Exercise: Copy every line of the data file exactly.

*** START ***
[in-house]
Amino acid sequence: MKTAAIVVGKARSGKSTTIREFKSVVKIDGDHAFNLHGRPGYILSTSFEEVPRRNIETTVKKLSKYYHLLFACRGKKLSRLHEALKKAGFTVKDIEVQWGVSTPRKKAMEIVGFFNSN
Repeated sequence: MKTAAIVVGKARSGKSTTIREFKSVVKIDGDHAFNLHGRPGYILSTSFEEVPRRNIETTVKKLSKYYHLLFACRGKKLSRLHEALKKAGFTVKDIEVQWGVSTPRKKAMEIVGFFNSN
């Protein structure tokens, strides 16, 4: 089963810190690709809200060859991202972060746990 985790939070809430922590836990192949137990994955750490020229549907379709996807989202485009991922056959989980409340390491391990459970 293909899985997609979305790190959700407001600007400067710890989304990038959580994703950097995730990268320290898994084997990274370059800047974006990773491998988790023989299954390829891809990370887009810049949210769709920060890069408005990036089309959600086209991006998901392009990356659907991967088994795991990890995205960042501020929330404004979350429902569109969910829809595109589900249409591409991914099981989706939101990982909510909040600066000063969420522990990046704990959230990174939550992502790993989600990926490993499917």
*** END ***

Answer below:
[in-house]
Amino acid sequence: MKTAAIVVGKARSGKSTTIREFKSVVKIDGDHAFNLHGRPGYILSTSFEEVPRRNIETTVKKLSKYYHLLFACRGKKLSRLHEALKKAGFTVKDIEVQWGVSTPRKKAMEIVGFFNSN
Repeated sequence: MKTAAIVVGKARSGKSTTIREFKSVVKIDGDHAFNLHGRPGYILSTSFEEVPRRNIETTVKKLSKYYHLLFACRGKKLSRLHEALKKAGFTVKDIEVQWGVSTPRKKAMEIVGFFNSN
């Protein structure tokens, strides 16, 4: 089963810190690709809200060859991202972060746990 985790939070809430922590836990192949137990994955750490020229549907379709996807989202485009991922056959989980409340390491391990459970 293909899985997609979305790190959700407001600007400067710890989304990038959580994703950097995730990268320290898994084997990274370059800047974006990773491998988790023989299954390829891809990370887009810049949210769709920060890069408005990036089309959600086209991006998901392009990356659907991967088994795991990890995205960042501020929330404004979350429902569109969910829809595109589900249409591409991914099981989706939101990982909510909040600066000063969420522990990046704990959230990174939550992502790993989600990926490993499917």